Today, the world is blighted by a widening global gap of carbon emissions reduction, and a deficit of climate governance. In the General Debate of the 75th Session of the General Assembly of the UN, Chinese President Xi Jinping announced that China would scale up its Intended Nationally Determined Contributions by adopting more vigorous policies and measures. It aims to have CO2 emissions peak before 2030 and achieve carbon neutrality before 2060.
In the critical juncture when countries are dedicating themselves to fighting against the pandemic, and facilitating economic recovery, China proposed such a grand goal to tackle climate change. The decision shows its resolution in practicing the green low-carbon concept while shouldering its international responsibility.
Emission problems remain persistent
Vigorously advancing ecological progress in recent years, China has made the decline of carbon dioxide emissions per GDP a binding index to measure national and local development. By fostering the building of carbon markets, and increasing carbon sink, China has yielded considerable results in this sector. By the end of 2019, China’s carbon intensity fell by about 48.1% compared with 2005, and attained its previous target set to the public that a decrease of 40%-45% should be achieved by 2020. By the end of the same year, the proportion of non-fossil energy consumption in the whole of energy consumption reached 15.3%, which was 7.9 percentage points higher compared with 2005; the forest areas and forest stock volume in 2008 increased by 45.09 million hectares and 5.104 billion cubic meters respectively, which made China the country with the largest growth of forest resources in the world in the concurrent period.
Meanwhile, it should be noted that as a country with large amounts of fossil fuel energy consumption such as coal and petroleum consumption, China is still impinged on by problems of environmental pollution and greenhouse gas emission caused by traditional energy. This is difficult to resolve by merely end-of-pipe governance (any system that processes waste before discharging it to the environment, including waste burning, recycling, and chemical treatment).Other profound adjustments in such sectors as industrial, energy, land use, and transportation structures need to be made.
Pressure of strategic minerals’ supply
Strategic minerals can be regarded as important materials which underpin the transformation of energy. Today, a new round of green low-carbon revolution marked by the shift from fossil fuel energy to renewable energy is sweeping across China, and such transformation is largely dependent on strategic minerals such as lithium, cobalt, and tombarthite.
Looking to the world, it now faces great changes unseen in a century, which increasingly complicates the competition within the international market of strategic minerals. In view of this, the security of strategic minerals is challenged by complex risks and uncertainties.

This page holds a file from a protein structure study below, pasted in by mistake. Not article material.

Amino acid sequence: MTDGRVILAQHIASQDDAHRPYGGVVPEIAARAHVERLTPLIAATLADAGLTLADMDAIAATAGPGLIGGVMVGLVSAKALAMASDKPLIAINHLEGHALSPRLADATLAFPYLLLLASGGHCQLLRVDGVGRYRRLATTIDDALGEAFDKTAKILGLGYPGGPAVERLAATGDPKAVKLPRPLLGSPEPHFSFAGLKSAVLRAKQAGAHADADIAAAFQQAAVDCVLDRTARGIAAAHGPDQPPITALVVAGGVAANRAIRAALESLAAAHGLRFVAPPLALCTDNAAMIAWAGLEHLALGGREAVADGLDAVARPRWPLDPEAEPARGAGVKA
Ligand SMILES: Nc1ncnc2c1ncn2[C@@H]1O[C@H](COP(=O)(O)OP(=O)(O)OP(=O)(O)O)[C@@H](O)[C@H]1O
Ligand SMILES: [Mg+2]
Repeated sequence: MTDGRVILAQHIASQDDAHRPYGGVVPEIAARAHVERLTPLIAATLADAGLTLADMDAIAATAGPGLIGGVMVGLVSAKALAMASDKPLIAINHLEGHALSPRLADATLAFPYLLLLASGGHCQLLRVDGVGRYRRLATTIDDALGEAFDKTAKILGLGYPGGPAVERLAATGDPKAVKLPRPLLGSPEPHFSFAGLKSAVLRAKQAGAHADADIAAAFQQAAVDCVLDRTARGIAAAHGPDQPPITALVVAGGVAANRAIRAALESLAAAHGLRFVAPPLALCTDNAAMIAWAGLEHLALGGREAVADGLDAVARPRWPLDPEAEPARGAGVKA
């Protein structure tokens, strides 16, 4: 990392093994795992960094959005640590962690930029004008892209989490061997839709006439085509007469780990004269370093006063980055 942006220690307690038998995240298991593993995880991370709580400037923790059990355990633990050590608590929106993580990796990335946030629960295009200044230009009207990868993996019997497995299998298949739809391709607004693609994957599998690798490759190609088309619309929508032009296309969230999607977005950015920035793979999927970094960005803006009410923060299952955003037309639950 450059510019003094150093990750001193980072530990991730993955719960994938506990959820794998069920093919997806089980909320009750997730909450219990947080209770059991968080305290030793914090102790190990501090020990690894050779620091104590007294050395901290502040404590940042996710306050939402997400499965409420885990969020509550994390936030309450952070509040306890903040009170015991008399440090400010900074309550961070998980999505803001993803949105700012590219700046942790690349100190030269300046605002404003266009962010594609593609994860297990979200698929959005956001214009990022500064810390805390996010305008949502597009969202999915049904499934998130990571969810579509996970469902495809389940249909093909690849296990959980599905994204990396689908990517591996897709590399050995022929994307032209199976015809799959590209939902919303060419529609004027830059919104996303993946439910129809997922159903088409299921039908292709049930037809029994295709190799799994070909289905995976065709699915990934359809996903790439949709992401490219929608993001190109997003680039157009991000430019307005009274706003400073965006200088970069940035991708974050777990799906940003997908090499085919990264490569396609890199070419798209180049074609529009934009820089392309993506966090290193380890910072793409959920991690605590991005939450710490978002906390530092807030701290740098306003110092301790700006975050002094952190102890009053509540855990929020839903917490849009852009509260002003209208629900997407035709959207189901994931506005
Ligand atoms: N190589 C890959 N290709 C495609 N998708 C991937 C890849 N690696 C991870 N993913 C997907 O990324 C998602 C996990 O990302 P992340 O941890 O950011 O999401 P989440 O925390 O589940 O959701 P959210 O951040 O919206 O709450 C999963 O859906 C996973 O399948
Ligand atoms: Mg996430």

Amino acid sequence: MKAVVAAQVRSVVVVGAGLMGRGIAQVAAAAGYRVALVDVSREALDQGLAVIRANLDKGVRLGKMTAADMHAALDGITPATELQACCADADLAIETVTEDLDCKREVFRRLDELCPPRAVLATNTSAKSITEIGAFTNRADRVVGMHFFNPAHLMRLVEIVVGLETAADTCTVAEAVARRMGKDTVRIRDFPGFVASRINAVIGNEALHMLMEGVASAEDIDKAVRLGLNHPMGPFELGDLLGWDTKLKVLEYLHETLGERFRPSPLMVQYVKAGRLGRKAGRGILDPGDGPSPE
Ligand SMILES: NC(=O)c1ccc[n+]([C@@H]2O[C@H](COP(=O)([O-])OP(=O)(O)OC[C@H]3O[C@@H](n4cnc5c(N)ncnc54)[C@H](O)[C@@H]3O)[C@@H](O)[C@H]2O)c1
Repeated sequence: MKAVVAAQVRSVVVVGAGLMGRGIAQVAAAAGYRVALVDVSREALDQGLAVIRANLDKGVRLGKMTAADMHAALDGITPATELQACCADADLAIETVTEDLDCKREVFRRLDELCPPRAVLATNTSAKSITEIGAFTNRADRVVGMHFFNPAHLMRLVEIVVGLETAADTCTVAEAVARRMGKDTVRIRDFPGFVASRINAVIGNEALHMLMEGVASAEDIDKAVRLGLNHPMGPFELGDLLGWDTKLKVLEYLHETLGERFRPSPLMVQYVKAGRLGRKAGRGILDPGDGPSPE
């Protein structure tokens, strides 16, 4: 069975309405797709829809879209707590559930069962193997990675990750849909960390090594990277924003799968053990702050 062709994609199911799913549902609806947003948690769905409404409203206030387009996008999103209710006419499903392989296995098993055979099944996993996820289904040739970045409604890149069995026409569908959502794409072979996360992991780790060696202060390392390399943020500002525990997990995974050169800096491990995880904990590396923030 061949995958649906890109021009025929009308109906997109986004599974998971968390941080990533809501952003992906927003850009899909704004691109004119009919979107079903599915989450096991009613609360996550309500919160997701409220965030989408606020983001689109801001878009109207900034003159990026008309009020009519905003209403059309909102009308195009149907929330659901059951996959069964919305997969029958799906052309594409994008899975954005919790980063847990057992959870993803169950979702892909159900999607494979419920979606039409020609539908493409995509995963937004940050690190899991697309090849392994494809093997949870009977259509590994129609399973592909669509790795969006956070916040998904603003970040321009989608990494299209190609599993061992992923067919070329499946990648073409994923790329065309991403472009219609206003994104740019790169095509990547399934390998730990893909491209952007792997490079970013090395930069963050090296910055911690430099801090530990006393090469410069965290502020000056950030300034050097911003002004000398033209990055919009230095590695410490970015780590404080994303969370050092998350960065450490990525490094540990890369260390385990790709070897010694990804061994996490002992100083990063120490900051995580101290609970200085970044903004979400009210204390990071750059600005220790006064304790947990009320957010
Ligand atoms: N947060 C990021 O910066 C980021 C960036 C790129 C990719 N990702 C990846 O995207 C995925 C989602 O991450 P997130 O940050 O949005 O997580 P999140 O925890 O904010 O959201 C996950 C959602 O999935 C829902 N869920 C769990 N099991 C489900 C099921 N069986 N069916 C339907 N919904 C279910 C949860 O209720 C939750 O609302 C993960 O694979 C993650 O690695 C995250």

On one hand, international conflicts are increasingly caused by geographical, political, and economic attributes related to natural resources, which has posed potential unsteadiness to the supply of strategic minerals. Driven by global sustainable development and energy transformation, many countries have growing misgivings about such strategic minerals which are scarce in their supply.
On the other hand, as China phases into a new stage of ecological progress, there are more limitations set in terms of resource exploitation. In this context, the domestic mineral exploitation thus shrinks in China, which further increases the country’s dependence on international mining products and the pressure of minerals supply.
International participation needed
For China to ease the situation, all the links ranging from the exploration, mining, smelting, processing, utilization, recycling, to storage of strategic minerals should be well interconnected with each other to ensure the supply of the minerals and a resilient supply chain.
It is also important that China participates in the reform of the global mineral system and environmental governance system and optimize the allocation of its minerals around the world. In addition, it is necessary to further bolster cooperative ties with countries along the route of the Belt and Road (B&R) initiative regarding resource exploitation, trade, and division of labor, which is mutually beneficial.
Considering future trends, the guarantee of minerals must transcend beyond the market supply which targets volumes, scales, and costs. As global minerals have infiltrated into the domain of geo-politics with rising uncertainties, countries’ competition in resource markets has actually turned to a contest of industrial policies. Reflecting on the relationship between the state and the market, industrial policies can influence international trade and the world economy by producing invisible “strategic interaction” between countries.
For a long time, the international energy resources and mineral product markets have utilized the US dollar as the settlement currency, which makes the US dollar index closely related to resource prices. It thus means a high cost of maintaining the stability of the strategic mineral supply chain. In view of this, it is necessary to lower the cost by means of green finance and innovative policy tools.
Wu Qiaosheng and Cheng Jinhua are professors from the School of Economics and Management at China University of Geosciences.